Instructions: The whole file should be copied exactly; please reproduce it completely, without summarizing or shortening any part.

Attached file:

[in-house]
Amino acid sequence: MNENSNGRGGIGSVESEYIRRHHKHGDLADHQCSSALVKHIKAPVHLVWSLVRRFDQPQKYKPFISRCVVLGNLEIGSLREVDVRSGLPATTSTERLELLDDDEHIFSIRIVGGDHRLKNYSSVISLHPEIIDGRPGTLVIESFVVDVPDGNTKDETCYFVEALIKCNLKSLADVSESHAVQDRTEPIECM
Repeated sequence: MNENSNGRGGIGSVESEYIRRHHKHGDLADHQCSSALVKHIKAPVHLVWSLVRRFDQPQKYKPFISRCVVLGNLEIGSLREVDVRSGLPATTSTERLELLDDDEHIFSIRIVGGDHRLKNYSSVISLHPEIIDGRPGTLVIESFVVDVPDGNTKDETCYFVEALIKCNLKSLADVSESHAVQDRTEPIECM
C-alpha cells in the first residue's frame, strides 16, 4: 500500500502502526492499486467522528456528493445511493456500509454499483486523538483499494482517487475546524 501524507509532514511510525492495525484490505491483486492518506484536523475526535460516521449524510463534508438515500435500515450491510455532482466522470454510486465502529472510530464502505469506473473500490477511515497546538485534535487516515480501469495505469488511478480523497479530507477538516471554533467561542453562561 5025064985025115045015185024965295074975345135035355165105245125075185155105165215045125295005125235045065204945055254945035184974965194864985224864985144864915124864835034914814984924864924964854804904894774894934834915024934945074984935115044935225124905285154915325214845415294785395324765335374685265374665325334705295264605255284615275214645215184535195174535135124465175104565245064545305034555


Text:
[in-house]
Amino acid sequence: MNENSNGRGGIGSVESEYIRRHHKHGDLADHQCSSALVKHIKAPVHLVWSLVRRFDQPQKYKPFISRCVVLGNLEIGSLREVDVRSGLPATTSTERLELLDDDEHIFSIRIVGGDHRLKNYSSVISLHPEIIDGRPGTLVIESFVVDVPDGNTKDETCYFVEALIKCNLKSLADVSESHAVQDRTEPIECM
Repeated sequence: MNENSNGRGGIGSVESEYIRRHHKHGDLADHQCSSALVKHIKAPVHLVWSLVRRFDQPQKYKPFISRCVVLGNLEIGSLREVDVRSGLPATTSTERLELLDDDEHIFSIRIVGGDHRLKNYSSVISLHPEIIDGRPGTLVIESFVVDVPDGNTKDETCYFVEALIKCNLKSLADVSESHAVQDRTEPIECM
C-alpha cells in the first residue's frame, strides 16, 4: 500500500502502526492499486467522528456528493445511493456500509454499483486523538483499494482517487475546524 501524507509532514511510525492495525484490505491483486492518506484536523475526535460516521449524510463534508438515500435500515450491510455532482466522470454510486465502529472510530464502505469506473473500490477511515497546538485534535487516515480501469495505469488511478480523497479530507477538516471554533467561542453562561 5025064985025115045015185024965295074975345135035355165105245125075185155105165215045125295005125235045065204945055254945035184974965194864985224864985144864915124864835034914814984924864924964854804904894774894934834915024934945074984935115044935225124905285154915325214845415294785395324765335374685265374665325334705295264605255284615275214645215184535195174535135124465175104565245064545305034555